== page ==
Letter from a Barricaded Gunman

This job takes interesting twists and turns sometimes.  You mightletter-icon remember that on Easter Sunday our staff spent the holiday afternoon in a stand off with an armed gunman.  After about 4 hours he surrendered voluntarily.  He wanted some help with his personal problems and we promised that we would get him there if he surrendered and didn’t hurt anyone.  He kept his word and we kept ours.  Ultimately we didn’t charge him with a crime and determined that he was a “person requiring treatment” as they say and left it to the mental health system.

Initially he was very angry and called several of our command officers leaving angry messages about his hospitalization and subsequent incarceration (he had a warrant from another city outstanding).  Imagine our surprise when we got a letter from the gunman last week!  Maybe it is a little “restorative justice” which can go a long way to repairing a wrong. Even for the police officers who waited on perimeter lines for hours in an adrenaline high alert waiting for a potentially deadly event that thankfully didn’t happen, a letter like this can change their outlook on the situation.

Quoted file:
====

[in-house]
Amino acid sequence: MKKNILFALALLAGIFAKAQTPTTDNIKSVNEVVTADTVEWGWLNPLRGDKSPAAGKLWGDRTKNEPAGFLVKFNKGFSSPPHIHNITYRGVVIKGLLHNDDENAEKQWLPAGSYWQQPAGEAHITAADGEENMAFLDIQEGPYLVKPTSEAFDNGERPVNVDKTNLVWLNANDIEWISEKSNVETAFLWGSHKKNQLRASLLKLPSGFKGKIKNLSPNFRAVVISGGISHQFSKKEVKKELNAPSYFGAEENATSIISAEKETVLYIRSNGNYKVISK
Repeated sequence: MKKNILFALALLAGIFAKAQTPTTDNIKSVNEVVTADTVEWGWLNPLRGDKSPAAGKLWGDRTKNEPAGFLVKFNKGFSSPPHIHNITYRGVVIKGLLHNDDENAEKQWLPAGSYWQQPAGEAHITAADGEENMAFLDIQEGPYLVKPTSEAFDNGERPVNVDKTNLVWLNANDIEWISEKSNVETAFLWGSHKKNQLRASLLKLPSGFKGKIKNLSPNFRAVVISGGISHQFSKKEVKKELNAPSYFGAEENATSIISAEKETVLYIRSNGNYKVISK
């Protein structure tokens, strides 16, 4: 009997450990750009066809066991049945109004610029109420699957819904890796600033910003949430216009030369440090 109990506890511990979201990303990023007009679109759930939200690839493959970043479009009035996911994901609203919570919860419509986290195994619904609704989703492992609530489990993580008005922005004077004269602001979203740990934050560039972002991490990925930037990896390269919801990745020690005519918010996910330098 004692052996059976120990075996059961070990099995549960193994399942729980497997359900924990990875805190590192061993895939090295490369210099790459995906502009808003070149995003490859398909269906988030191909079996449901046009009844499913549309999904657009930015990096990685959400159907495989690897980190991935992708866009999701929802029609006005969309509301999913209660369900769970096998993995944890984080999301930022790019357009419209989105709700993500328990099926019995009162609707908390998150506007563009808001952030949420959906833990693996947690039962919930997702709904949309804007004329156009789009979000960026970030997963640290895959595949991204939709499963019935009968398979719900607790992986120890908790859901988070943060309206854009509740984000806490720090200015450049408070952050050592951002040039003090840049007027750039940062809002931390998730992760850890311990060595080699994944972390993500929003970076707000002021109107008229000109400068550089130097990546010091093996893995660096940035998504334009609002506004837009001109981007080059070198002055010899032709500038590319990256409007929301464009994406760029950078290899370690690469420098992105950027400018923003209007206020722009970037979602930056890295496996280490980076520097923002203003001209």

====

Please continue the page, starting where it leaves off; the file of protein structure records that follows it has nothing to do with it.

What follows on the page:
I’ve enclosed the letter he wrote us that we shared with our entire staff.  I’ve removed the identifying information just so that we don’t bring more pressure to a family trying to get themselves together.

Barricaded Gunman Letter

We all hope that from this situation that he can gain a new perspective on life and move in a direction that improves his life and that of his family.

Figuratively speaking, we can now ride off into the sunset with the knowledge that a person’s destructive path was changed by our actions that day.

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I'm the Chief of Police for the Auburn Hills Police Department.